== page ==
NASHVILLE -- The Tennessee Valley Authority is placing a moratorium on a popular program that pays homeowners and businesses that generate electricity from solar energy.

The Tennessean reports about $31 million has been spent or committed of the $50 million originally allocated to the Generation Partners program. And the agency has more than $100 million in applications pending.

TVA has promoted the program as evidence of its commitment to nonpolluting energy sources, but on Wednesday officials announced the moratorium in a meeting with a group of distributors that administer the program.

"We were shocked," Nashville Electric Service's Jim Purcell said. "We just signed a brand-new agreement in April that we thought positioned us for years."

TVA Senior Project Manager Susan Curtis said the moratorium is temporary while TVA works with distributors to revamp the program.

One problem: Large commercial projects have taken advantage of the program, leaving less money available for the small businesses and homeowners who are a main target of the program.

Curtis said independent power producers that do large projects were cut off from eligibility this year and further adjustments will be considered.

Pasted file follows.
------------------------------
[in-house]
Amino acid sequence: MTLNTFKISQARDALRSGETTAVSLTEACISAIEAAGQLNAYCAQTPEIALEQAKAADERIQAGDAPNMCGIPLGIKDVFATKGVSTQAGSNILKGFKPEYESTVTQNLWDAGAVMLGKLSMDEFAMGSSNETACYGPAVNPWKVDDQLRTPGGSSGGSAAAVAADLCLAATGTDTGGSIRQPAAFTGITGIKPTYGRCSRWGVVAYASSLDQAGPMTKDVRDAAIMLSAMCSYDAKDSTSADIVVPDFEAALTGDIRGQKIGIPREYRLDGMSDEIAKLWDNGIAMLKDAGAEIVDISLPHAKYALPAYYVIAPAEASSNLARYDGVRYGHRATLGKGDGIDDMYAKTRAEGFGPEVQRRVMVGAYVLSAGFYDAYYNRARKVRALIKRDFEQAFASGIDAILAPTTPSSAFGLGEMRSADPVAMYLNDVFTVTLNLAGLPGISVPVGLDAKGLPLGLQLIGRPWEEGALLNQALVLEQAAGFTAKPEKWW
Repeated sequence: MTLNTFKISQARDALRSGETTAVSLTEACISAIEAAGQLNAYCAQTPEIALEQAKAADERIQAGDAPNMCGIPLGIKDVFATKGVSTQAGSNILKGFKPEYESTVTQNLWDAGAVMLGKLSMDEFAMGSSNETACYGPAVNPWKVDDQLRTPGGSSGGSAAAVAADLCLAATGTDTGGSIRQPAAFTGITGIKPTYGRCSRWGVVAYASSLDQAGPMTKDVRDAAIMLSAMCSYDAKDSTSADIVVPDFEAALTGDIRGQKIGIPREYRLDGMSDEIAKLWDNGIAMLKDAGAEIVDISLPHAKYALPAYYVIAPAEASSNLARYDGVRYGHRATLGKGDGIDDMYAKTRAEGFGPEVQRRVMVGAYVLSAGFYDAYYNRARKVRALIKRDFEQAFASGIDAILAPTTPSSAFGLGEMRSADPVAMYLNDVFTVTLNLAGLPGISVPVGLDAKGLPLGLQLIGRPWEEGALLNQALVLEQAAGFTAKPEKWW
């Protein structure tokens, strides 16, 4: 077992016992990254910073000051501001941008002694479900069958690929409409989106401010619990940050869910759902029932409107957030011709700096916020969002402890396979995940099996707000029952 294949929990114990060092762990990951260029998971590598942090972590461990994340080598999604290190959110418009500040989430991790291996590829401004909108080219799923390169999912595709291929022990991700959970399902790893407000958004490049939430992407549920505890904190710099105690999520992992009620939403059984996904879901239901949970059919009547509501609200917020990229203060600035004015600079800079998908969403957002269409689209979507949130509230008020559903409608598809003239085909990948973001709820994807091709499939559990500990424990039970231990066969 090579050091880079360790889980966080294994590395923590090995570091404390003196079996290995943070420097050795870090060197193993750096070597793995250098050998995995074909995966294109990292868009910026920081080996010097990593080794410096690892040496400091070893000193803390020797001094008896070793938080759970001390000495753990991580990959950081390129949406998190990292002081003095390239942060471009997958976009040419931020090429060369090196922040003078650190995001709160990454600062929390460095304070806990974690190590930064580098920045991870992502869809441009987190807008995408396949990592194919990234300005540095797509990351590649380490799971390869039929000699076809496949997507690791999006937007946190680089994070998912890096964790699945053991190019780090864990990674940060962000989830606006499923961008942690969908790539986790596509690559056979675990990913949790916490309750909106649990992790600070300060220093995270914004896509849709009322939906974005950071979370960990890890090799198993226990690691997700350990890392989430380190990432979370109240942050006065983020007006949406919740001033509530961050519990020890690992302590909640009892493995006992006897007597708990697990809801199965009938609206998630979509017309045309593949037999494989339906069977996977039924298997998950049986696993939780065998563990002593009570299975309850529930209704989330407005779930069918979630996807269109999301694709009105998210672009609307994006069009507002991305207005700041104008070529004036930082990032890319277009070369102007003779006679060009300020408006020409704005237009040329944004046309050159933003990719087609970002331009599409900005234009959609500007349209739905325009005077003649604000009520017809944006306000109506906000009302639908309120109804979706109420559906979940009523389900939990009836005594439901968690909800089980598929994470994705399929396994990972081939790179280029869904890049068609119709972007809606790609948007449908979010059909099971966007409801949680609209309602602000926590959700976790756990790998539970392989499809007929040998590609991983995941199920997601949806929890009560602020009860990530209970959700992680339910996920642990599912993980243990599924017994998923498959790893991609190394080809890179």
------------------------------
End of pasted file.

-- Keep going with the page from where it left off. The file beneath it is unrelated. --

"The market is changing so quickly and we're learning a lot," she said.

Generation Partners began in 2003 as a pilot program. As of this spring, it was offering $1,000 toward a solar electric system and homeowners were given a credit on their electric bills of 12 cents per kilowatt hour generated on top of the retail cost of the electricity.

Power companies in Alabama, Georgia, Kentucky, Mississippi, and Tennessee were listed on the TVA website as participants in the Generation Partners program. TVA also serves parts of North Carolina and Virginia.

About 200 participants had joined the program before April, when new incentives and a new process to make financing easier were put in place. Seventy-five new application have been received since then.

Steve Johnson, with LightWave Solar Electric, said the program has helped his company grow from one person to 18, with a new hire coming in next week.

Without the incentives, fewer people will buy and install solar panels, he said, and jobs could be lost.

"They're spending $3 billion cleaning up from coal," Johnson said, referring to the cleanup costs from the December 2008 coal ash spill at TVA's Kingston plant. "This $50 million is a drop in the bucket. It would be nice if we had a $3 billion budget because we would actually be producing electricity with it -- cleanly."